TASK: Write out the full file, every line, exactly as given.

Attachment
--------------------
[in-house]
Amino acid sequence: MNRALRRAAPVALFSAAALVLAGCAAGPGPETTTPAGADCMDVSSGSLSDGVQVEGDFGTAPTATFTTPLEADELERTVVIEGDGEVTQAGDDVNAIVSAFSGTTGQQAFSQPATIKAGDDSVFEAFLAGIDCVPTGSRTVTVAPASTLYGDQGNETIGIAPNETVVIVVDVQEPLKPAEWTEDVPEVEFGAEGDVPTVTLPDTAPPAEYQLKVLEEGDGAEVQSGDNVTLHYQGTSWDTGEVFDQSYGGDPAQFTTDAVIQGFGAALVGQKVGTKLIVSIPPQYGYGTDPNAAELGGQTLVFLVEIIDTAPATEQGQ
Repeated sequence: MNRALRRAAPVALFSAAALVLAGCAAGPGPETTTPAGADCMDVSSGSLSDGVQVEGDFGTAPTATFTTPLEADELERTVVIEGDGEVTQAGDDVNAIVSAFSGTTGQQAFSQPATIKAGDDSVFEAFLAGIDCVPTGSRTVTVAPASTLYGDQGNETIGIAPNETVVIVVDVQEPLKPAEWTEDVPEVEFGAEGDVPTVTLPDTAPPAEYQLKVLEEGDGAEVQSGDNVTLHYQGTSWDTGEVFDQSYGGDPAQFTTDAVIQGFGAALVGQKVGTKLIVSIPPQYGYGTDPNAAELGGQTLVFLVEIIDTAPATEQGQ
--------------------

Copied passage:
[in-house]
Amino acid sequence: MNRALRRAAPVALFSAAALVLAGCAAGPGPETTTPAGADCMDVSSGSLSDGVQVEGDFGTAPTATFTTPLEADELERTVVIEGDGEVTQAGDDVNAIVSAFSGTTGQQAFSQPATIKAGDDSVFEAFLAGIDCVPTGSRTVTVAPASTLYGDQGNETIGIAPNETVVIVVDVQEPLKPAEWTEDVPEVEFGAEGDVPTVTLPDTAPPAEYQLKVLEEGDGAEVQSGDNVTLHYQGTSWDTGEVFDQSYGGDPAQFTTDAVIQGFGAALVGQKVGTKLIVSIPPQYGYGTDPNAAELGGQTLVFLVEIIDTAPATEQGQ
Repeated sequence: MNRALRRAAPVALFSAAALVLAGCAAGPGPETTTPAGADCMDVSSGSLSDGVQVEGDFGTAPTATFTTPLEADELERTVVIEGDGEVTQAGDDVNAIVSAFSGTTGQQAFSQPATIKAGDDSVFEAFLAGIDCVPTGSRTVTVAPASTLYGDQGNETIGIAPNETVVIVVDVQEPLKPAEWTEDVPEVEFGAEGDVPTVTLPDTAPPAEYQLKVLEEGDGAEVQSGDNVTLHYQGTSWDTGEVFDQSYGGDPAQFTTDAVIQGFGAALVGQKVGTKLIVSIPPQYGYGTDPNAAELGGQTLVFLVEIIDTAPATEQGQ